Hill Country Kitchen‘s very inventive and finger-lickin’ bite sized chicken and waffles with ancho honey butter.
It’s official: the best place to eat fried chicken in New York City is on the rooftop terrace at Yotel, in the heart of Midtown.
Especially when that fried chicken comes from world-renowned and up-and-coming chefs of the local variety.
Last Thursday, on the first night of Food Network‘s NYC Food and Wine Festival, Untapped decided to stop in at an event called “Shake and Bake,” hosted by Whoopi Goldberg, Art Smith (formerly Oprah Winfrey’s personal chef), and DJ Questlove (of Late Night with Jimmy Fallon fame).
Naturally, the stars drew plenty of media attention, but what we were most interested in was the food.
Being from the south (well, from Texas, which still counts), I was a little worried that the local fare would not stand up to the crispy, delicious fried chicken that I’d grown up with. I have never been so happy to have been so mistaken. While there were certainly some New York City standards, like Red Rooster Harlem and Hill Country Kitchen (both delicious), we were more intrigued by the restaurants below, each of which stood out for different reasons.
Most intriguing (and scrumptious) use of fried chicken: The Smith
Fried Chicken Served on top of a Potato Latke with JalapeÃ±o-Apple Mash and finished with Maple Syrup
The Smith’s take on fried chicken is indicative of the way the restaurant approaches the rest of their food, which offers new takes on classic staples.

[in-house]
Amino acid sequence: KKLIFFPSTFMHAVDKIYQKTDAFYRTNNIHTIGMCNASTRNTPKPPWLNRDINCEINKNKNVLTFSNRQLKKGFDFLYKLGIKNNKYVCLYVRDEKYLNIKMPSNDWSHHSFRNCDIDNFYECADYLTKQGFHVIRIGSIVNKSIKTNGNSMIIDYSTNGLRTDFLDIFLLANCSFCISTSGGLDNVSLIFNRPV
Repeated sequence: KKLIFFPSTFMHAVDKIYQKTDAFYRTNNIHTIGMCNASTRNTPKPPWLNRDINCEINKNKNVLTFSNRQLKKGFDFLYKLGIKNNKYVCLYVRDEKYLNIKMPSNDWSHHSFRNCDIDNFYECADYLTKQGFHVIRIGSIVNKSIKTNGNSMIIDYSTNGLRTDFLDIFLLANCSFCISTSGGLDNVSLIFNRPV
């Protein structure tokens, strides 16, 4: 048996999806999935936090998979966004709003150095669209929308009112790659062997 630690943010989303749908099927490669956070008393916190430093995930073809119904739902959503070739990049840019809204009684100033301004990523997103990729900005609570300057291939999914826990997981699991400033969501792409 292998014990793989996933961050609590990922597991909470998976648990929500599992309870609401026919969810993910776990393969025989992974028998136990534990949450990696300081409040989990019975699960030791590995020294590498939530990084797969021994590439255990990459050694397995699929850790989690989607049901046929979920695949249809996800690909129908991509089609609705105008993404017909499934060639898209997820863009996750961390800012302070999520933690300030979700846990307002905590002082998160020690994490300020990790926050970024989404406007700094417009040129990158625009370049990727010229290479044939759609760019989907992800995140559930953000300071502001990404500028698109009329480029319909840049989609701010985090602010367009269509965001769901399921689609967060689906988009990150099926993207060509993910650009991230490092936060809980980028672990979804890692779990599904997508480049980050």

“We are a very New York-centric restaurant, and we thought that the festival would be a good way to have people meet our food,” said Amy Power, who represented the restaurant. After we tasted the spicy-sweet and savory combo of their chicken offering, we were glad to have met the food at The Smith. (In fact, it was love at first bite.)
The Smith, which is famous in Manhattan for chef Glenn Harris’s stellar brunch, lunch, and dinner service, has two locations, one in Midtown East and one in the East Village, and they plan to open a new location on 63rd and Broadway in about a month. (We’re stoked about that, given that Untapped HQ is at Lincoln Center!)
Edible Awesomeness (Chicken category): The Brooklyn Star
Handmade Waffle Cones rolled and stuffed with Mashed Potatoes, Shredded Cabbage, Fried Chicken and topped with “heavenly” burnt onion chow chow and a black pepper honey
“This is the bomb,” said one of the Brooklyn Star chefs of their food item, and he was right. Although Hill Country Kitchen had a similar take regarding presentation, and while the two recipes were both wonderful (how could they not be?), we loved that The Brooklyn Star was able to spice things up a bit with their black pepper wing sauce while still maintaining their regular dude attitudes. Chef Joaquin Baca was there as well, making sure everything went smoothly; Baca is already well-known on the NY food scene for his joint venture with David Chang, Momofuku.
Started in 2009, and tragically burned down after almost a full, successful year, The Brooklyn Star now serves “a seasonal menu based on the philosophies, techniques, and traditions of American home cooking,” at the restaurant’s new location on the corner of Lorimer Street and Conselyea in Williamsburg. Guests who want to experience their excellent fried chicken can do so, but only if they plan on partaking of The Brooklyn Star’s family-style menu (3 person minimum, $20 each). Arguably worth it, I’d say.
Most kick-ass side dish: Ken & Cook
Macaroni and Cheese
Ken & Cook was the only table with a nod to macaroni and cheese, and while several other stands offered other sides, like collard greens or jalapeÃ±o cornbread, none could rival the cheesy, baked goodness behind chef Richard Diamante‘s creation.
As Jean-Georges alum Richard Diamante said at the event, “I am the standing cook at my restaurant, Ken & Cook. It’s our first solo venture; we’ve been open for about five months and it’s been going great so far.”